The order also directs the Office of Management and Budget, the Council on Environmental Quality and the U.S. Digital Service to publish the first-ever Environmental Justice Scorecard, a government-wide assessment of federal agencies’ efforts on environmental justice. The first scorecard will serve as a baseline, and subsequent ones will help gauge the impact of the administration’s actions.
The Biden administration also is launching the White House Campaign for Environmental Justice. The campaign aims to better connect people with federal agency resources related to environmental issues, with an emphasis placed on “marginalized and overburdened communities.”
Meanwhile, the Environmental Protection Agency is releasing a draft of its national strategy for preventing plastic pollution and mitigating its impacts on affected communities.
And three federal agencies – the Commerce Department, the National Science Foundation and NASA – announced which of their programs would be included in the Biden administration’s Justice40 initiative. Justice40 sets a goal that 40% of the overall benefits of certain federal investments reach disadvantaged communities.
During his speech, Biden drew contrasts between his administration’s environmental justice and climate agenda and the “dangerous vision” of House Speaker Kevin McCarthy, R-Calif., and others in his party.
Last month, House Republicans, along with four Democrats, passed a bill that would undo virtually all of Biden’s agenda to address climate change, including by increasing domestic production of oil, natural gas and coal.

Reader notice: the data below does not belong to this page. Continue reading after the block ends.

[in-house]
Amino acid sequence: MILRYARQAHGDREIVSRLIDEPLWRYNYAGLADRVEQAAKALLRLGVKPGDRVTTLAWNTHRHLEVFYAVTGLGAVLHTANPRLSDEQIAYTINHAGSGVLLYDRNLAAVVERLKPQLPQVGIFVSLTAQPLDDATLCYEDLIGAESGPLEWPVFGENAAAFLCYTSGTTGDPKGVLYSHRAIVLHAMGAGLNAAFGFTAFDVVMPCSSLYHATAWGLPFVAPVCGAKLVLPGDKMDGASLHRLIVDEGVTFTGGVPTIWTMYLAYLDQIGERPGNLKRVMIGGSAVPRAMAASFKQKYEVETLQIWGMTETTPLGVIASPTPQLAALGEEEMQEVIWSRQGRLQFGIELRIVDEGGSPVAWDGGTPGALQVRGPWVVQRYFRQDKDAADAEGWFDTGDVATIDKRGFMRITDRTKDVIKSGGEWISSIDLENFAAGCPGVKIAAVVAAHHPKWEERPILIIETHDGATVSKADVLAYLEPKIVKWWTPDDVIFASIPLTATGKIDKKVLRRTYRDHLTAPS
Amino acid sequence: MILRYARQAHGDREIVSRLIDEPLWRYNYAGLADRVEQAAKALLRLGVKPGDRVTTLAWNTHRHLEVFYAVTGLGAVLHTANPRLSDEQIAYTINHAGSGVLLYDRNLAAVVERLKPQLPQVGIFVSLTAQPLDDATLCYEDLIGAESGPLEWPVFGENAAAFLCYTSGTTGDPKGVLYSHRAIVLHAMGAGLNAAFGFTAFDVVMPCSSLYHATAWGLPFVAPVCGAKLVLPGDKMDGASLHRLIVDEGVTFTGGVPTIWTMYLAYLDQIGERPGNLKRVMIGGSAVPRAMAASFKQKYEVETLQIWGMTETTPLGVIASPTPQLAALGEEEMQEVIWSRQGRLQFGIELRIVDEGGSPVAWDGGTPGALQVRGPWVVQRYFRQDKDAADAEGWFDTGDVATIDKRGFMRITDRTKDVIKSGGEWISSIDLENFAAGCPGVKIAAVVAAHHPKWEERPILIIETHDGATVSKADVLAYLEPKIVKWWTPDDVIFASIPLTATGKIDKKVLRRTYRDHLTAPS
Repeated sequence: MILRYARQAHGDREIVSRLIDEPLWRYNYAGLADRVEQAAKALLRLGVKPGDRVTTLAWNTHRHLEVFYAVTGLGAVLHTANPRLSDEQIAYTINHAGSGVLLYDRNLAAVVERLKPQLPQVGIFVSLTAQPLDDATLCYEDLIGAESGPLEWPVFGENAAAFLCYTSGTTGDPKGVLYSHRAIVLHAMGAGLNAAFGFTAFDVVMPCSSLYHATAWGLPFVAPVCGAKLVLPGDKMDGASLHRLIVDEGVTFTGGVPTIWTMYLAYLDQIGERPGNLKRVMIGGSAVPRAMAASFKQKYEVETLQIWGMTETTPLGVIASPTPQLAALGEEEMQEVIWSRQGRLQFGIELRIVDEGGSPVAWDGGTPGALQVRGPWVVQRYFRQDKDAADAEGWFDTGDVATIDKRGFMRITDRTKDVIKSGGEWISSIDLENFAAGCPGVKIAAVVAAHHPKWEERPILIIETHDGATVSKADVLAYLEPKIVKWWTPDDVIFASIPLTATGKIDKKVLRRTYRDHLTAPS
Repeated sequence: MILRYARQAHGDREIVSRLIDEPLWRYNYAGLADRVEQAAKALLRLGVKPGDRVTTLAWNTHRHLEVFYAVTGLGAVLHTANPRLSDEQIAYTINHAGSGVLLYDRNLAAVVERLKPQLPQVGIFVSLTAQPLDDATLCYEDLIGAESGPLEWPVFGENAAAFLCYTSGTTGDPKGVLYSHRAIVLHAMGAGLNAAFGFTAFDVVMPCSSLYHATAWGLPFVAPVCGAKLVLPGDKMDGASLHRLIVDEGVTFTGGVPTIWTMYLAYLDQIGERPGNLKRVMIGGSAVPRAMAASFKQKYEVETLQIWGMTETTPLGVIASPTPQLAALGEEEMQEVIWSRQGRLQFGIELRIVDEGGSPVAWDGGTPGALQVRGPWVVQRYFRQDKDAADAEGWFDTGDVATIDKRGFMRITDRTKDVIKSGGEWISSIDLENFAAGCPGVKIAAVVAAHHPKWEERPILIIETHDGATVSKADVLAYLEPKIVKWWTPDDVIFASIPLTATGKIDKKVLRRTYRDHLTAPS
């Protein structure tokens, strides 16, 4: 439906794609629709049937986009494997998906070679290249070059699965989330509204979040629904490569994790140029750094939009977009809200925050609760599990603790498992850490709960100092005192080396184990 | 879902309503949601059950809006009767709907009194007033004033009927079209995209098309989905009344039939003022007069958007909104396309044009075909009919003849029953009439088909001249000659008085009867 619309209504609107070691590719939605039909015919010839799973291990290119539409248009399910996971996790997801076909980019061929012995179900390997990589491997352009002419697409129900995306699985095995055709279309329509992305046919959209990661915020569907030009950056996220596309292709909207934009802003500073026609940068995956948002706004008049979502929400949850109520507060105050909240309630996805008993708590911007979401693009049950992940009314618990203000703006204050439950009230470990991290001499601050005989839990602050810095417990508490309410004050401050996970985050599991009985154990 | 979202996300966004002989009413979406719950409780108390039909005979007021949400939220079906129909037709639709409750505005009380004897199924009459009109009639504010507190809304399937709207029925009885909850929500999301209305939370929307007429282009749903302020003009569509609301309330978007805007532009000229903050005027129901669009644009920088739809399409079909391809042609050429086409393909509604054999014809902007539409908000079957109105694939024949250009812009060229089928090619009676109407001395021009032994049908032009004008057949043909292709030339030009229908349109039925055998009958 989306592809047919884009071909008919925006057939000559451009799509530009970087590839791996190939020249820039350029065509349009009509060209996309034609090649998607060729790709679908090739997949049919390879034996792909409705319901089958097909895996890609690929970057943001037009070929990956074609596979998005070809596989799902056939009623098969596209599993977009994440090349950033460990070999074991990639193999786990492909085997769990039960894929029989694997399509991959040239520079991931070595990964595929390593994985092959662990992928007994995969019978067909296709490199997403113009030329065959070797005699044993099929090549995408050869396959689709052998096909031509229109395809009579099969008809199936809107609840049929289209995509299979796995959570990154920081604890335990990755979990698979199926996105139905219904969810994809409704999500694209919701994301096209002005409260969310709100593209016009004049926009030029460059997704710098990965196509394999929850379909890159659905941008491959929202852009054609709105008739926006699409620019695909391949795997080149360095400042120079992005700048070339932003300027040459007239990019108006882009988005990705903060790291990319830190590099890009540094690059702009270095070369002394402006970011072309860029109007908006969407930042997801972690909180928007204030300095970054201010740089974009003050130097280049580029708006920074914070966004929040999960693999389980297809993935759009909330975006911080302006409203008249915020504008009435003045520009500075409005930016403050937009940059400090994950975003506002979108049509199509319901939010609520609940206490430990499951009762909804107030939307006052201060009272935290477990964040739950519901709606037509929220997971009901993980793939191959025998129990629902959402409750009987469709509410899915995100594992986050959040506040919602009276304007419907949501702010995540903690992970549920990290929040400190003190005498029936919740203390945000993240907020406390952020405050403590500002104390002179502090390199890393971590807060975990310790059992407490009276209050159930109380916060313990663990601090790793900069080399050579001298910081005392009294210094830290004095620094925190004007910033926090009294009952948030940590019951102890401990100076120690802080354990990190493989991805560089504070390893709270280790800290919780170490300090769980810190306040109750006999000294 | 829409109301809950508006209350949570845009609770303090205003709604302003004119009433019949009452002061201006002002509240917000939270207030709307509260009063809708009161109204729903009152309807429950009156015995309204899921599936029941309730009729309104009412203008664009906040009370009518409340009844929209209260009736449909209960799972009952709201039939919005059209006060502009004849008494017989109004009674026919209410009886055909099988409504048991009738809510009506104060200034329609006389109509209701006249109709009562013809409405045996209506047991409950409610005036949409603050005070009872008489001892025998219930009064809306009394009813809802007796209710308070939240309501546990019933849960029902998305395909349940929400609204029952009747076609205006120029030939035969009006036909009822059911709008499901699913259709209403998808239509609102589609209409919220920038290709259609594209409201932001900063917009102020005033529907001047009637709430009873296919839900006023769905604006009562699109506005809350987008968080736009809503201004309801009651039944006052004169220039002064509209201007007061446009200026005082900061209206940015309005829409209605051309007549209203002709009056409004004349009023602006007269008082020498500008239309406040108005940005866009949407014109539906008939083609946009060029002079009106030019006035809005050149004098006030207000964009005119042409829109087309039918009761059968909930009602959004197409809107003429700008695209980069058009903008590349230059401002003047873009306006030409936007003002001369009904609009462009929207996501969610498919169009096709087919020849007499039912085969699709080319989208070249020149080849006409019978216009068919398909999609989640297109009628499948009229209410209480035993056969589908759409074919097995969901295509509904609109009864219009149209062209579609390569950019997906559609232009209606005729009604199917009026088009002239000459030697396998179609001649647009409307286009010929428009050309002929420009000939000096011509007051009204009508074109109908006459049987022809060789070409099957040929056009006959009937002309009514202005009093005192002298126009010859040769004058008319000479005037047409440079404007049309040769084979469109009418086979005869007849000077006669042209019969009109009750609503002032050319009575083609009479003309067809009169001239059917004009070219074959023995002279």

“Speaker McCarthy and his extreme caucus’ proposals, including H.R. 1, would be a climate and health disaster that President Biden won’t allow on his watch,” the White House officials said.
In his remarks Friday, Biden hailed that his administration is "making major investments in clean energy in disadvantaged communities to lower energy costs and create good-paying jobs," before criticizing McCarthy's proposals as harmful to both the environment and the economy.
"This is not your father's Republican Party," Biden said. "The MAGARepublicans in Congress want to repeal climate provisions and the Inflation Reduction Act. They'd rather threaten to default on the U.S. economy ... rather than get rid of $30 billion taxpayer subsidies to an oil industry that made $200 billion last year. Imagine making that choice."
"Imagine seeing all that's happened – the wildfires, the floods, the storms – and doing nothing about it," the president said. "Nothing about it. Imagine taking all these clean energy jobs away from working-class folks all across America. Imagine turning your back on all those moms and dads living in towns poisoned by pollution and telling them 'sorry, you're on your own.'"
"We can't let that happen," Biden pledges. "I mean, really can't let that happen. That's why this executive order, in my view, is so important."
In an email to Spectrum News, a spokesperson in McCarthy's office said: "For two years, President Biden and House Democrats’ reckless spending and green new deal agenda has produced record inflation and higher prices for American families while making China stronger at our expense. By contrast, House Republicans are committed to strengthening American energy production by streamlining the permitting process and advancing technologies that make America more competitive and the world cleaner. This will strengthen our economy, curb inflation, and make us less dependent on China."
Note: This article was updated to include the statement from House Speaker Kevin McCarthy's office.